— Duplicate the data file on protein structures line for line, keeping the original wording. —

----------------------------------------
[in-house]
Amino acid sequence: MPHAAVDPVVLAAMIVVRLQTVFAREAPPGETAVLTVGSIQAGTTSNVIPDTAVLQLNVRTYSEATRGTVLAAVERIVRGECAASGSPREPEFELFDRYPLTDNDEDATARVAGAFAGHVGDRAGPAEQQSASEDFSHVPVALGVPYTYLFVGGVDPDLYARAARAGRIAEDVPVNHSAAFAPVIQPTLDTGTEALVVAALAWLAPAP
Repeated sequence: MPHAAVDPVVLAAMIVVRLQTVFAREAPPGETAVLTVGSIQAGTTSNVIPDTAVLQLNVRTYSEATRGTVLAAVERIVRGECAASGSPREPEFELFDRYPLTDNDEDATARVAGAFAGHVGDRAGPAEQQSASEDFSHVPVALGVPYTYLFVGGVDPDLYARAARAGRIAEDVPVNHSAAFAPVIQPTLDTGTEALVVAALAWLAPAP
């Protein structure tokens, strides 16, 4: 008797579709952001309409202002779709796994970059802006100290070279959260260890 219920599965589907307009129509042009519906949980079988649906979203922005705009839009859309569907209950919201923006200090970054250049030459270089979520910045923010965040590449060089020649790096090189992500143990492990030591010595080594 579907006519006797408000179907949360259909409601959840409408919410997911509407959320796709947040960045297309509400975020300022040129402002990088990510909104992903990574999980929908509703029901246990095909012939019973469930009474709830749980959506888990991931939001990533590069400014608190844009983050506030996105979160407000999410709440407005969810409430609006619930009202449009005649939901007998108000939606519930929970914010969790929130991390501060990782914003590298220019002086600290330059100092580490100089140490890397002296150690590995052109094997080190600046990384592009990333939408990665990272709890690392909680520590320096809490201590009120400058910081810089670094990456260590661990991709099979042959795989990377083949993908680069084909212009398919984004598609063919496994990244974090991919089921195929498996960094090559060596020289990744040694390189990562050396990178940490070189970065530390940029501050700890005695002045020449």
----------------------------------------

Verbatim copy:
[in-house]
Amino acid sequence: MPHAAVDPVVLAAMIVVRLQTVFAREAPPGETAVLTVGSIQAGTTSNVIPDTAVLQLNVRTYSEATRGTVLAAVERIVRGECAASGSPREPEFELFDRYPLTDNDEDATARVAGAFAGHVGDRAGPAEQQSASEDFSHVPVALGVPYTYLFVGGVDPDLYARAARAGRIAEDVPVNHSAAFAPVIQPTLDTGTEALVVAALAWLAPAP
Repeated sequence: MPHAAVDPVVLAAMIVVRLQTVFAREAPPGETAVLTVGSIQAGTTSNVIPDTAVLQLNVRTYSEATRGTVLAAVERIVRGECAASGSPREPEFELFDRYPLTDNDEDATARVAGAFAGHVGDRAGPAEQQSASEDFSHVPVALGVPYTYLFVGGVDPDLYARAARAGRIAEDVPVNHSAAFAPVIQPTLDTGTEALVVAALAWLAPAP
């Protein structure tokens, strides 16, 4: 008797579709952001309409202002779709796994970059802006100290070279959260260890 219920599965589907307009129509042009519906949980079988649906979203922005705009839009859309569907209950919201923006200090970054250049030459270089979520910045923010965040590449060089020649790096090189992500143990492990030591010595080594 579907006519006797408000179907949360259909409601959840409408919410997911509407959320796709947040960045297309509400975020300022040129402002990088990510909104992903990574999980929908509703029901246990095909012939019973469930009474709830749980959506888990991931939001990533590069400014608190844009983050506030996105979160407000999410709440407005969810409430609006619930009202449009005649939901007998108000939606519930929970914010969790929130991390501060990782914003590298220019002086600290330059100092580490100089140490890397002296150690590995052109094997080190600046990384592009990333939408990665990272709890690392909680520590320096809490201590009120400058910081810089670094990456260590661990991709099979042959795989990377083949993908680069084909212009398919984004598609063919496994990244974090991919089921195929498996960094090559060596020289990744040694390189990562050396990178940490070189970065530390940029501050700890005695002045020449």